Intrepid files rival Skymark plan

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By TESTCustomwebLP TESTCustomwebLP June 3, 2015 21:17

Intrepid files rival Skymark plan

Skymark Airlines’ largest creditor, Intrepid Aviation, which is owed some ¥100 billion from Skymark – about a third of its total debt of ¥320 billion – has submitted its own rehabilitation plan for the Japanese carrier opposing the one submitted by Skymark on May 29 that aims to set its debt repayment ratio at 5%.

In a statement to Japanese press, Skymark said the feasibility of the Intrepid plan “is not clear at all” and offers a lower repayment rate for creditors’ claims. Skymark has been asked for further clarification on this statement but it was not available at the time of publication.

The specific details of the new plan are confidential but are understood to exclude sponsor All Nippon Airlines (ANA) and include a new, unidentified, partner that would be willing to take on the A330 leases from Intrepid and possibly the Airbus A380s. The identity of this new party has not been disclosed, however, prior to ANA’s involvement, it was well publicized that Skymark received interest from several airlines. Foremost of these was AirAsia, which is reported to have proposed a merger between its Japanese unit and Skymark earlier this year, while American Airlines and Delta also expressed interest at the same time in some sort of partnership with Skymark but only after it had adopted a firm rehabilitation plan. Other investors that expressed interest at the time included: Orix, HIS, Daiwa Securities, Shinsei Bank, Sojitz and Nihon Kotsu.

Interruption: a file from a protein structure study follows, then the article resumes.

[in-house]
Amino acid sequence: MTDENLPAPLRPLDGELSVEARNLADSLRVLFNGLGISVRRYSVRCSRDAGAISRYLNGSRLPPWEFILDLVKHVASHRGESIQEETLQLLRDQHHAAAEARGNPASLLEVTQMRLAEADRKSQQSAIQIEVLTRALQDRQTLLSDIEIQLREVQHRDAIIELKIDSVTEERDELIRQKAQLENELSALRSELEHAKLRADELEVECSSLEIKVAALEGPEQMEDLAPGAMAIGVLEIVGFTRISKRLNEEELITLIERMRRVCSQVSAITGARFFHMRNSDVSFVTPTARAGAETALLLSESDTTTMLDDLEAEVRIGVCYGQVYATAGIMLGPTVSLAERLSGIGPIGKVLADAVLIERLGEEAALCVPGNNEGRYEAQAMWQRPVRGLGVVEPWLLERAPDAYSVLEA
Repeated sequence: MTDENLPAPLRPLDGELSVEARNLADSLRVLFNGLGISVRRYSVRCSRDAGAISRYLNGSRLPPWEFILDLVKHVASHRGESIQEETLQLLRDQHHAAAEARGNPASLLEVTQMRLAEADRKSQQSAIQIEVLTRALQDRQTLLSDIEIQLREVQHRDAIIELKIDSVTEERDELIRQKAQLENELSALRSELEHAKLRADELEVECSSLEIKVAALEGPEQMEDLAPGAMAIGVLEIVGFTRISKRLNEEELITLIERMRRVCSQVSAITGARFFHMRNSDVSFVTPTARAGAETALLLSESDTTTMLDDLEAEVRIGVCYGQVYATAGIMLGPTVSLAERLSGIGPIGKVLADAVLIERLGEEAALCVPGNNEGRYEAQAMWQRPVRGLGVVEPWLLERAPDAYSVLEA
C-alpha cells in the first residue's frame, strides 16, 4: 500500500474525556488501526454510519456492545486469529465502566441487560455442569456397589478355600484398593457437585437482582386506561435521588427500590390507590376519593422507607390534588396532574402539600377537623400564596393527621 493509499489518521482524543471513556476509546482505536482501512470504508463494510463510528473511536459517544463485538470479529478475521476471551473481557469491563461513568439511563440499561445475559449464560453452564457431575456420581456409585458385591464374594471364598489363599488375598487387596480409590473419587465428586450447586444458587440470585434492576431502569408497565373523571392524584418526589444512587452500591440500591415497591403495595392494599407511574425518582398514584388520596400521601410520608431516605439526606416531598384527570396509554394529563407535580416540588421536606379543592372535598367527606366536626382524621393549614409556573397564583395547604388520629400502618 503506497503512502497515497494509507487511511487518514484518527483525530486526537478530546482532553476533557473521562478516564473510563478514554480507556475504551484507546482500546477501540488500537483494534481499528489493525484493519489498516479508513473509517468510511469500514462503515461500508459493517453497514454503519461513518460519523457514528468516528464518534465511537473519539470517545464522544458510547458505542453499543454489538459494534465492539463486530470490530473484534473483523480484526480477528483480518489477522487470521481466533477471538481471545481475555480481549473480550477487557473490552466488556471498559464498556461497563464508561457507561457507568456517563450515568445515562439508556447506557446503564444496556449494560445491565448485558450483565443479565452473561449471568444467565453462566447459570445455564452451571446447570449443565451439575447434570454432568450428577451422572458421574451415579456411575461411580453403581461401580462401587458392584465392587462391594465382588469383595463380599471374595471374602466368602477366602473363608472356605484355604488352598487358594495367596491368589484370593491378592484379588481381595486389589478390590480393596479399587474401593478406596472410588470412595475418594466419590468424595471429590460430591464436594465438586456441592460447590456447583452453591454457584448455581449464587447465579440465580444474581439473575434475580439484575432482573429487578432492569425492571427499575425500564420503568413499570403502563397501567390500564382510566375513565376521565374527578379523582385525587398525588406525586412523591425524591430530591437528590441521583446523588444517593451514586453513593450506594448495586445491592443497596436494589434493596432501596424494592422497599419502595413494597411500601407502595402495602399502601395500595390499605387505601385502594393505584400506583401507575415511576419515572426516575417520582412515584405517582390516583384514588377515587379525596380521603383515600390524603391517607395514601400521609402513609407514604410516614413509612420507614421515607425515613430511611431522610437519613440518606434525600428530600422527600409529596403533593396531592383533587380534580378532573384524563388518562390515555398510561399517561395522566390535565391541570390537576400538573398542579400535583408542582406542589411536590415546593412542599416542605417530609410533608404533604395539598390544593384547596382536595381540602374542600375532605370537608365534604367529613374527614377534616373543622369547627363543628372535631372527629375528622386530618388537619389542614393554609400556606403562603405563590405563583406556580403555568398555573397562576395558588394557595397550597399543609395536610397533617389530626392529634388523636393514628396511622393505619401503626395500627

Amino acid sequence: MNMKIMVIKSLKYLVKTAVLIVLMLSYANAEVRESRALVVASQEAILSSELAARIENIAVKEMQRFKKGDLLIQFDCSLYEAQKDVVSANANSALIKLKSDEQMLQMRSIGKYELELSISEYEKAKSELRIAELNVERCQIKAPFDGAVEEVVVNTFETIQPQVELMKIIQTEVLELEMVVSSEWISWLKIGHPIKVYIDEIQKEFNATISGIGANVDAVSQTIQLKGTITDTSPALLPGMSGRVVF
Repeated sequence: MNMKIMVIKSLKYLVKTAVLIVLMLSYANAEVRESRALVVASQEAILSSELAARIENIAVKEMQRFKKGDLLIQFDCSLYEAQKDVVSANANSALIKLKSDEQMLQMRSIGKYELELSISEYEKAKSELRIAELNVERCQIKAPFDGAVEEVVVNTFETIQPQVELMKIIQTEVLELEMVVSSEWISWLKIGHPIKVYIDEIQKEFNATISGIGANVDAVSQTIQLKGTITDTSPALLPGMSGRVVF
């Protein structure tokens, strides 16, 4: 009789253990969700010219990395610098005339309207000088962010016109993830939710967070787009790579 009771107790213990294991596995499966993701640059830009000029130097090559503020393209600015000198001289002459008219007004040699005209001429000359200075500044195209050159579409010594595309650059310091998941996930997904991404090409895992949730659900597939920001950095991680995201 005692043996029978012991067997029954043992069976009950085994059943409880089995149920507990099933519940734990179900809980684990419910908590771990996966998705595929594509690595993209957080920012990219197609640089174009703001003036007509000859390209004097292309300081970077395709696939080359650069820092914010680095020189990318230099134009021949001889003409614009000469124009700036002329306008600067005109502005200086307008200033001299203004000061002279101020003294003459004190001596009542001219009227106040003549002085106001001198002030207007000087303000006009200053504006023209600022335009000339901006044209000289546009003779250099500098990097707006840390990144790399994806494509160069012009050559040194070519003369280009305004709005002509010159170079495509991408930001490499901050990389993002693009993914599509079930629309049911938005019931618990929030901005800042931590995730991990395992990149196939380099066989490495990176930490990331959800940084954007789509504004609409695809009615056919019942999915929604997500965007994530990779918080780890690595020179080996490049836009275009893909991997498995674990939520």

None of the parties involved in Skymark’s rehabilitation have commented to Airline Economics on the current situation although Intrepid Aviation did offer a formal statement.

“Our ultimate goal is to see a successful rehabilitation of Skymark; that has been our goal since day one,” said Franklin Pray, chief executive officer of Intrepid Aviation. “However, recent actions by other parties have increased the chance of a liquidation, which is in essence a bankruptcy. This has to be avoided at all costs because the creditors, employees and the Japanese consumer would suffer. We have filed an alternate plan to that filed by Integral and ANA. We believe that plan will offer the best opportunity to preserve Skymark as the third largest independent airline at Haneda airport. It is in the best interests of Skymark’s 2,500 employees, all of the suppliers and the creditors. Our plan minimizes the damage to all creditors and will therefore result in a higher recovery rate to all of us. We believe that the majority of the creditors will therefore vote for our plan.”